• Each zone will have 150 permits available to applicants, except the Pearl River/Ross Barnett Zone will have 70 permits and the Northwest Zone 100 permits available.  A total of 920 alligator harvest permits will be available in 2015.
  • All zones open from August 28 - Sept 7, 2015
  • Each permit has a 2 alligator bag limit. Must be 4 feet long or longer, only 1 may exceed 7 feet long.
  • Each hunter issued physical tags for each alligator.
  • Harvest Reporting is Mandatory (via on-line harvest report and survey)

Search MS Public Boat Ramps (click on below link): 




The MS Alligator Hunting Training Courseis offered to each person who is issued a Public Waters Permit or Private lands Voucher.  The training course has limited attendance, therefore, limited to permitted hunters for that year only.  However, each permitted hunter is allowed to bring one (1) guest to the training course. Registration for the classes is an electronic process that is available after permits have been issued. There is no charge for attendance to the training courses. The training courses provide information on alligator history, biology, MDWFP Alligator Program, all alligator hunting regulations, capture methods, capture gear, harvest methods, processing meat and hides, harvest reporting and documentation, how/where to purchase licenses and possession permits, and much more.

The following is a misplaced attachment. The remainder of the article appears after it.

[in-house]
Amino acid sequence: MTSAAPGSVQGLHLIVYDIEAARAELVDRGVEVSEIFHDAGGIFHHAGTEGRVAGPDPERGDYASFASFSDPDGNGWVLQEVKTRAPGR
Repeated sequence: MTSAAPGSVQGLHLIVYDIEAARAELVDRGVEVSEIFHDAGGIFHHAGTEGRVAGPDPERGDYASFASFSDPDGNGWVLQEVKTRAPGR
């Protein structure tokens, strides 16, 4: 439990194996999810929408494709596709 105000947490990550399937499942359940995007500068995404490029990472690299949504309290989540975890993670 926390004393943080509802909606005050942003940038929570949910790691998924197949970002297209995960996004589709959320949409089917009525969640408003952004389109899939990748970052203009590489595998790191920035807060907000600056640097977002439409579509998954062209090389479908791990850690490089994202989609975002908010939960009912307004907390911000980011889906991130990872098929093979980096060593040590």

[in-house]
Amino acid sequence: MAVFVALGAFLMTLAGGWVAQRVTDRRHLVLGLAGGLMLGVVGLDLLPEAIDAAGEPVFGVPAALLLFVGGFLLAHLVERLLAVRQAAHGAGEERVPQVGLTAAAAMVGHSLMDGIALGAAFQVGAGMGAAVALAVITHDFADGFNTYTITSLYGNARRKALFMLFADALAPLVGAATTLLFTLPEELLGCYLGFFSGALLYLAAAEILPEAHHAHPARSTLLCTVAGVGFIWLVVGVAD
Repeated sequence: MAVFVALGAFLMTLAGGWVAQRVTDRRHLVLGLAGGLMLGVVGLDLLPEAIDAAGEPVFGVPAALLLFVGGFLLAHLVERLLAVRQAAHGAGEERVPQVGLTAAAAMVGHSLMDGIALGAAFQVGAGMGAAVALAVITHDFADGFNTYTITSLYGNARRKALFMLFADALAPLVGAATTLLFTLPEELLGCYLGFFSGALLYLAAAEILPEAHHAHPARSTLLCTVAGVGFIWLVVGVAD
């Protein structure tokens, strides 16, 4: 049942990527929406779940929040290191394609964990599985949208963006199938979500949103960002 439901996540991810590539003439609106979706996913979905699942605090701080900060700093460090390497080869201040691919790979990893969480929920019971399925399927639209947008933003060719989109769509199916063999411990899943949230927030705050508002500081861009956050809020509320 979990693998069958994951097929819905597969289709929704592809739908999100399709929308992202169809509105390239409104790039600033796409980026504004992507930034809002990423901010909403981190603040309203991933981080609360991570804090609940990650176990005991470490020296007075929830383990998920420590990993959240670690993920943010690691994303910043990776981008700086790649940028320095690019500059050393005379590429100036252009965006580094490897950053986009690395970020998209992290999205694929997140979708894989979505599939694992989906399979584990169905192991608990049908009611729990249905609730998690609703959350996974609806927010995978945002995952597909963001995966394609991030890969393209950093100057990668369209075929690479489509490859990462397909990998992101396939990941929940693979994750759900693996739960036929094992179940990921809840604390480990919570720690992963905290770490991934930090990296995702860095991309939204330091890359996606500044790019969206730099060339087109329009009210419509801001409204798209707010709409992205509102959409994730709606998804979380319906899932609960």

Only one course will be offered for 2015:

August  - Roosevelt State Park (Morton, MS)


Training Course Directions and Instructions

ROOSEVELT STATE PARK Instructions Letter (Click Here)


Obtaining CITES Tags after the harvest

Obtaining CITES Tags:A federal CITES tag is required to be attached to the hide near the end of the tail if being sold to a licensed alligator parts dealer/processor or prior to transportation across state lines. A CITES tag(s) will be mailed to you upon receipt of your harvest report.  CITES tags may also be obtained from Regional Offices in person, Monday-Friday, 8am-5pm.